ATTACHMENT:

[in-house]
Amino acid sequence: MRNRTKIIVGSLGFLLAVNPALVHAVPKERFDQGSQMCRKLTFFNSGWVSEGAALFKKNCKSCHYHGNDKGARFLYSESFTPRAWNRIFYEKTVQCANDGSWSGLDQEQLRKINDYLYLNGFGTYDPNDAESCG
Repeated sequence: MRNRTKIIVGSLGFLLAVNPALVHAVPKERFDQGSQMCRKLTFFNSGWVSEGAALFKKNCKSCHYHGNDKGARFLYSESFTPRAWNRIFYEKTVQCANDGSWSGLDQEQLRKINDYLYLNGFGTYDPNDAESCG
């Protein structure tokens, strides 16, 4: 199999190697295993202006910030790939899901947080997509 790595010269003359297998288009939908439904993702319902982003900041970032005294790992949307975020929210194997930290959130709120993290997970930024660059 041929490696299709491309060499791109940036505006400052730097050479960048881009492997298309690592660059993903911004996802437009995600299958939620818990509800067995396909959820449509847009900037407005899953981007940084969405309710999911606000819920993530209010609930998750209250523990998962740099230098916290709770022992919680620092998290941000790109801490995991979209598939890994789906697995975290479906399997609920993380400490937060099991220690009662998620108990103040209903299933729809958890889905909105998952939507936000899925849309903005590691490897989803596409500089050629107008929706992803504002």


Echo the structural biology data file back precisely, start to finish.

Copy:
[in-house]
Amino acid sequence: MRNRTKIIVGSLGFLLAVNPALVHAVPKERFDQGSQMCRKLTFFNSGWVSEGAALFKKNCKSCHYHGNDKGARFLYSESFTPRAWNRIFYEKTVQCANDGSWSGLDQEQLRKINDYLYLNGFGTYDPNDAESCG
Repeated sequence: MRNRTKIIVGSLGFLLAVNPALVHAVPKERFDQGSQMCRKLTFFNSGWVSEGAALFKKNCKSCHYHGNDKGARFLYSESFTPRAWNRIFYEKTVQCANDGSWSGLDQEQLRKINDYLYLNGFGTYDPNDAESCG
């Protein structure tokens, strides 16, 4: 199999190697295993202006910030790939899901947080997509 790595010269003359297998288009939908439904993702319902982003900041970032005294790992949307975020929210194997930290959130709120993290997970930024660059 041929490696299709491309060499791109940036505006400052730097050479960048881009492997298309690592660059993903911004996802437009995600299958939620818990509800067995396909959820449509847009900037407005899953981007940084969405309710999911606000819920993530209010609930998750209250523990998962740099230098916290709770022992919680620092998290941000790109801490995991979209598939890994789906697995975290479906399997609920993380400490937060099991220690009662998620108990103040209903299933729809958890889905909105998952939507936000899925849309903005590691490897989803596409500089050629107008929706992803504002």